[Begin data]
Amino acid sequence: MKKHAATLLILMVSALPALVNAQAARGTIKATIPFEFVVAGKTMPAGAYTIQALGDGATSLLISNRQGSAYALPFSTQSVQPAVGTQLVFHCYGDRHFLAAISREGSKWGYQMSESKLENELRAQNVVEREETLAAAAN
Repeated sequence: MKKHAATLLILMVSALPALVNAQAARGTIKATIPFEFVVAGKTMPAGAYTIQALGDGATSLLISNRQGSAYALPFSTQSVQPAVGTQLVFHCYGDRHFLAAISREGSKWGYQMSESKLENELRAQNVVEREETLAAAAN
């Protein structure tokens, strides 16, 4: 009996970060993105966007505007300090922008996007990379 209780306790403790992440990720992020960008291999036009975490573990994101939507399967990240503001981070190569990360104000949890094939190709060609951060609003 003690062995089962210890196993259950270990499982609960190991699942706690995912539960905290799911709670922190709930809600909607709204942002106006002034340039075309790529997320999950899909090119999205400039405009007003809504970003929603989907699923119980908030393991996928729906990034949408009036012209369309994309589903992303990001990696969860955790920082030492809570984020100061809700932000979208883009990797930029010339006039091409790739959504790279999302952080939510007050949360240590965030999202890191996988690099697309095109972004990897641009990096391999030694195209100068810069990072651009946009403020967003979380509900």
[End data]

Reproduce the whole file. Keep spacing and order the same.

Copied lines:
Amino acid sequence: MKKHAATLLILMVSALPALVNAQAARGTIKATIPFEFVVAGKTMPAGAYTIQALGDGATSLLISNRQGSAYALPFSTQSVQPAVGTQLVFHCYGDRHFLAAISREGSKWGYQMSESKLENELRAQNVVEREETLAAAAN
Repeated sequence: MKKHAATLLILMVSALPALVNAQAARGTIKATIPFEFVVAGKTMPAGAYTIQALGDGATSLLISNRQGSAYALPFSTQSVQPAVGTQLVFHCYGDRHFLAAISREGSKWGYQMSESKLENELRAQNVVEREETLAAAAN
């Protein structure tokens, strides 16, 4: 009996970060993105966007505007300090922008996007990379 209780306790403790992440990720992020960008291999036009975490573990994101939507399967990240503001981070190569990360104000949890094939190709060609951060609003 003690062995089962210890196993259950270990499982609960190991699942706690995912539960905290799911709670922190709930809600909607709204942002106006002034340039075309790529997320999950899909090119999205400039405009007003809504970003929603989907699923119980908030393991996928729906990034949408009036012209369309994309589903992303990001990696969860955790920082030492809570984020100061809700932000979208883009990797930029010339006039091409790739959504790279999302952080939510007050949360240590965030999202890191996988690099697309095109972004990897641009990096391999030694195209100068810069990072651009946009403020967003979380509900």